The Myth of Persecution: How Early Christians Invented a Story of Martyrdom

The Myth of Persecution: How Early Christians Invented a Story of Martyrdom

by Candida Moss
3.3 6

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The Myth of Persecution: How Early Christians Invented a Story of Martyrdom 3.3 out of 5 based on 0 ratings. 6 reviews.
Anonymous More than 1 year ago
The 1 star reviewer hasn't read this book as the very first thing the author does is talk about persecution in egypt. This book is not about contemporary persecution, it's about the early church. It's fascinating, informative, and very easy to read. I recommend it to anyone interested in history, christianity, and persecution. 
KathleenBrady More than 1 year ago
Candida Moss presents a much-needed clear-eyed presentation of the legitimate, fact-based challenges of the early Church and why the idea of Christian-as-victim is so harmful to Christians as well as others.
Anonymous More than 1 year ago
A good read for the religious and atheist, alike. The book reveals the 'victim' mentality of early Christians and how they used it to their advantage long ago and still today. The scholarship of this work is excellent. I look forward to more from this author.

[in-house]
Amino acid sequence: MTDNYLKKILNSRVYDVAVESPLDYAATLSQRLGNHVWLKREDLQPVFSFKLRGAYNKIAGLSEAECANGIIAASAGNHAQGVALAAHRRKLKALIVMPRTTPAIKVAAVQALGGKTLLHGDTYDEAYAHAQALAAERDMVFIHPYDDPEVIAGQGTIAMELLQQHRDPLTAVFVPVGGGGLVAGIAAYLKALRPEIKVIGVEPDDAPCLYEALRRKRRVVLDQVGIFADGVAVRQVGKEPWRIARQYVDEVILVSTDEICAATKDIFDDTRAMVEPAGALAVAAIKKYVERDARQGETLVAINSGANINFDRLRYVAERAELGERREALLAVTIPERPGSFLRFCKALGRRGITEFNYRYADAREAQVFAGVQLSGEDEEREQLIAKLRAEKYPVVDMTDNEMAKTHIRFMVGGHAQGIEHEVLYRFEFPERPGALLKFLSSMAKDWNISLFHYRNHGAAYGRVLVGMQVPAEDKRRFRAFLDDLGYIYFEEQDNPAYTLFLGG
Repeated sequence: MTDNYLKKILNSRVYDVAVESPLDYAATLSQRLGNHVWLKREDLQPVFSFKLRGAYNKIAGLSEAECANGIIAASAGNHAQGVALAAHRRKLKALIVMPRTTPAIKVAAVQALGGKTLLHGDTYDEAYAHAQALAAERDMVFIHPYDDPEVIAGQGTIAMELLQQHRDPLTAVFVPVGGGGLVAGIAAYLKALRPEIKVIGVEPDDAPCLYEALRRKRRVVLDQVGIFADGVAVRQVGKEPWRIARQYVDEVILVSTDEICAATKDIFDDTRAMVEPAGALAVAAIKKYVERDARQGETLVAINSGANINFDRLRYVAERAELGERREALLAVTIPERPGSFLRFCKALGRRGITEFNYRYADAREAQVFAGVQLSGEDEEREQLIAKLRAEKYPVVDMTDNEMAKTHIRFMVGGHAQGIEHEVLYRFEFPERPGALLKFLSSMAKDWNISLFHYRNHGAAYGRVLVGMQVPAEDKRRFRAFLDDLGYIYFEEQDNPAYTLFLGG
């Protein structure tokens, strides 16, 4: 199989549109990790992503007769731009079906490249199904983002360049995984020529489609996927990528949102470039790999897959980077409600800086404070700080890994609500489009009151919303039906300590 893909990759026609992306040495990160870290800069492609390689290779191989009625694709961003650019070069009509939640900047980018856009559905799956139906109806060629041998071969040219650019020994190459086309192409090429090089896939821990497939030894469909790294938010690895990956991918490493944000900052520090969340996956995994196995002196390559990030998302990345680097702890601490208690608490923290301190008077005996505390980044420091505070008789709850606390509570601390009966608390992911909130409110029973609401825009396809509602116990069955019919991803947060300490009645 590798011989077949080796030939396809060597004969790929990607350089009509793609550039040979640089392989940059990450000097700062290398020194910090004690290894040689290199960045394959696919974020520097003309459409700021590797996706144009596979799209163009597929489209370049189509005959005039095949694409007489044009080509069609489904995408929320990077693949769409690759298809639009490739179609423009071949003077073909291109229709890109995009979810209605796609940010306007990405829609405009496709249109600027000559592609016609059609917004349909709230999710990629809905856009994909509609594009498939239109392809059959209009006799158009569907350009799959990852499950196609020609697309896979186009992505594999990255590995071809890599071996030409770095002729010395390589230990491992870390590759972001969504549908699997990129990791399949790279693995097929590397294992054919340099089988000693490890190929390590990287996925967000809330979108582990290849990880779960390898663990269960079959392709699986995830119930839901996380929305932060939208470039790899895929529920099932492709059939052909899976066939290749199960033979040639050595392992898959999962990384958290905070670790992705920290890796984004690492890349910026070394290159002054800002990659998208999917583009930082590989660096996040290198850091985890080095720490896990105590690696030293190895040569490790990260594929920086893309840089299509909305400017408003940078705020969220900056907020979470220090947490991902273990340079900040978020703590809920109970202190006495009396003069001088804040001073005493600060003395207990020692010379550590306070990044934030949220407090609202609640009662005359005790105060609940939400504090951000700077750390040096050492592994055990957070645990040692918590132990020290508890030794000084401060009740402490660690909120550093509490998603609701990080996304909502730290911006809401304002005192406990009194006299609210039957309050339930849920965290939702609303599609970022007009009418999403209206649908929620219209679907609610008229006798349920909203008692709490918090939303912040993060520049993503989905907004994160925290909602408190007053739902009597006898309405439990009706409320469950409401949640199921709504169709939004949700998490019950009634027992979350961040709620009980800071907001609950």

Anonymous More than 1 year ago
Anonymous More than 1 year ago
Another Jew-approved mainstream book that is an attack upon the integrity and truthfulness of Christianity. The claim of this book can more accurately be applied to the Jews: they have always whined about persecution throughout the centuries but we're never supposed to ask WHY they have been so subjected.  
Anonymous More than 1 year ago
Funny, the posted reviews don't mention the persecutions going on today in the Middle East, China, Africa, and mildly, in a marginalizing manner, Canada, the U.S. and Europe. Nor do they mention the results of the French Revolution, the persecutions in Russia, the Spanish Civil War, and in Mexico under Calles. I am unaware that it has ever been argued that the Roman persecutions lasted 300 years straight. But that there were persecutions under Emperors such as Nero, Domitian, Trajan, Decius, Diocletian Julian, and others cannot be seriously argued against.